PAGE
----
Prompted by heightened attention to gaps in the state 9-1-1 system and the recent death of a Santa Barbara woman, Assemblymember Das Williams introduced a bill last week that seeks to remedy flaws when people call for help from a cell phone.
At issue is that when someone dials 9-1-1 from a mobile phone, the call is often sent to an answering point in a different city or region before being routed to the local dispatcher, causing a delay. That was the case for 24-year-old Santa Barbara resident Jordon Soto, who died from a medical emergency last year after her family member’s emergency call was first transmitted to Ventura California Highway Patrol offices. To make matters worse, a miscommunication sent medics to the wrong address, and they wasted several minutes searching for Soto’s location. Blaming the flawed system for Soto’s death, her family filed a lawsuit against the state 9-1-1 advisory board, the CHP, the city, and police department late last year.
Santa Barbara resident Dr. Angelo Salvucci started banging the drum on this issue several years ago after the termination of the RED (Routing on Empirical Data) project, which sought to send wireless callers to the appropriate dispatch center and reduce the percentage of busy signals. According to Office of Emergency Services spokesperson Lilly Wyatt, the $7.9 million project was terminated because its contract only lasted from 2007-2011, and a better initiative called Next Generation 911 should launch in about five years, but that project is moving at a “snail’s pace,” Williams argued, adding that a few million dollars each year for the RED project is a small price to pay to remedy a huge statewide problem.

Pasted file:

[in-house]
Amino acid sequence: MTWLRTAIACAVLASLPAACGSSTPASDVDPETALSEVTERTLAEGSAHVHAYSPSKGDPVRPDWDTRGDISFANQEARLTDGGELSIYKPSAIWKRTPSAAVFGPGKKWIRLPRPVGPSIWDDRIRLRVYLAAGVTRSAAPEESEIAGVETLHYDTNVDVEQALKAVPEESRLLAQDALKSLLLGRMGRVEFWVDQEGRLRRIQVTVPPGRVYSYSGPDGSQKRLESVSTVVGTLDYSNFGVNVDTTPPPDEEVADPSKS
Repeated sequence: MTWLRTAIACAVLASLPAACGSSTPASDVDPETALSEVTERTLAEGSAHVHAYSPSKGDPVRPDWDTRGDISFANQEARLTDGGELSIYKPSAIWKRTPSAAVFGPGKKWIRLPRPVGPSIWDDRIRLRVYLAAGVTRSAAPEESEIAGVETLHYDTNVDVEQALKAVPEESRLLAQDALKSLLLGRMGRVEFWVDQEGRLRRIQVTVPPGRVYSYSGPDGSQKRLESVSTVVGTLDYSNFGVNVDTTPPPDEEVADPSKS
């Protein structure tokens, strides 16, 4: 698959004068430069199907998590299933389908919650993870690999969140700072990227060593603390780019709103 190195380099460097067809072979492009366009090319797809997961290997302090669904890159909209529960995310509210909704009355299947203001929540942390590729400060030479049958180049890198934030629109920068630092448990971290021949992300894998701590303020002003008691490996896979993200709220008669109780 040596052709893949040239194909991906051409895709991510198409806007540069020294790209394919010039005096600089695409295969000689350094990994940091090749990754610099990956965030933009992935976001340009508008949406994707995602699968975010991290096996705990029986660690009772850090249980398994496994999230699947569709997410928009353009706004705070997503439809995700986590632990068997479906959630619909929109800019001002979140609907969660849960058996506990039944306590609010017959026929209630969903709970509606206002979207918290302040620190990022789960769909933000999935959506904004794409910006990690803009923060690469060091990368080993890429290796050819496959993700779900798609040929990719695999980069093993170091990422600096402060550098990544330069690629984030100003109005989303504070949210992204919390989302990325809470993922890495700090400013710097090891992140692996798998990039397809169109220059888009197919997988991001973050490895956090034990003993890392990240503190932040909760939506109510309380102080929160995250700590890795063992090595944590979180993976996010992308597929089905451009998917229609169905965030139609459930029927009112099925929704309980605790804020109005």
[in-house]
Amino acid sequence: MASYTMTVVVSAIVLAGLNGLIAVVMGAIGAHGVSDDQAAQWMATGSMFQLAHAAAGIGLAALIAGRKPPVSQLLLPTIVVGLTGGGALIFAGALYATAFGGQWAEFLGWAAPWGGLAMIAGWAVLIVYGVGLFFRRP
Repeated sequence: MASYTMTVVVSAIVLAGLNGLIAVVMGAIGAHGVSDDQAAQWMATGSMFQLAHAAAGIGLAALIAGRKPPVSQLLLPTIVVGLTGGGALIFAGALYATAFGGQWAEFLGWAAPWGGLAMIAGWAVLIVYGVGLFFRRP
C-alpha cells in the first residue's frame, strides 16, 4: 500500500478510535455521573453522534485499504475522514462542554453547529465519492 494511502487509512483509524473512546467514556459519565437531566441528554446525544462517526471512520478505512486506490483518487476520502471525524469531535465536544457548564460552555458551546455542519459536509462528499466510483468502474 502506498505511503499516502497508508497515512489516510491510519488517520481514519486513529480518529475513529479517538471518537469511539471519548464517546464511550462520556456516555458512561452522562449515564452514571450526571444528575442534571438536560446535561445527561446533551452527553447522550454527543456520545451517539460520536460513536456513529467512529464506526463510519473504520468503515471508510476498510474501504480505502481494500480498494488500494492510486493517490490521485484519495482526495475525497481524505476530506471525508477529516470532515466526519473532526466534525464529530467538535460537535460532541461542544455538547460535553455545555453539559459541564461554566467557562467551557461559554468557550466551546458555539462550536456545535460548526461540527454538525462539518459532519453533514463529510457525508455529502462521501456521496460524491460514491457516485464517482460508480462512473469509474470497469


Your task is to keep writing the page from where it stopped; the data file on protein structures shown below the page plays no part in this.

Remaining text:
Another problem is determining the exact location of a cell phone caller, especially one who is indoors in a dense urban area. The Federal Communications Commission requires wireless providers to send an accurate location within 300 meters to dispatchers, but according to Salvucci, those standards are not being met in California. Williams’s bill, if passed, would require a study to be conducted by 2017 that includes recommended solutions.